JRC scientists in collaboration with two Swedish universities; the Örebro University and the Chalmers University of Technology have built and tested for the first time artificial diamond as fission-fragment detector with a timing resolution better than 120 ps (1.2 × 10-10 s). Artificial diamonds are industrially produced and allow unrivalled timing resolution for fission fragments while being affordable. Using such a detector in the VERDI time-of-flight spectrometer, presently under construction at the JRC-IRMM, will allow fission yield measurements with excellent mass resolution and unprecedented efficiency.
The JRC in Geel is contributing to increase nuclear safety by providing the technology to determine highly radioactive waste and the nuclear reaction data, which is essential in risk and safety assessment. More accurate measurements not only bring more reliability but have also an impact on the cost effectiveness as they provide more precise data on the safety margins that are needed. The systems and tools are then better chosen in order to guarantee the safety and the security of nuclear applications.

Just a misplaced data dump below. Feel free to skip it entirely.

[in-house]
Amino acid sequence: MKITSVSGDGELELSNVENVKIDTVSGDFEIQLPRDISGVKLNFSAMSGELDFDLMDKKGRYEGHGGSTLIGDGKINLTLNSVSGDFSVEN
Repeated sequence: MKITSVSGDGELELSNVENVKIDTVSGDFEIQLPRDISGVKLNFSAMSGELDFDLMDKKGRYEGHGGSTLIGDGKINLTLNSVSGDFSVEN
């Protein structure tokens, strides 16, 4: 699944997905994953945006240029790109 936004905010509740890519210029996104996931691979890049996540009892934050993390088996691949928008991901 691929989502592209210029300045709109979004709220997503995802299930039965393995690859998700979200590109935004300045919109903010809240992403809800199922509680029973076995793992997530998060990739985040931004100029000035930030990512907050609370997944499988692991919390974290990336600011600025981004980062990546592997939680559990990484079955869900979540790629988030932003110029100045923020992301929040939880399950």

Read more in: S. Oberstedt, R. Borcea, T. Bryś, Th. Gamboni, W. Geerts, F.-J. Hambsch, A. Oberstedt, and M. Vidali: "Artificial diamonds as radiation-hard detectors for ultra-fast fission-fragment timing", Nucl. Instrum. Meth. A714 (2013) 31-37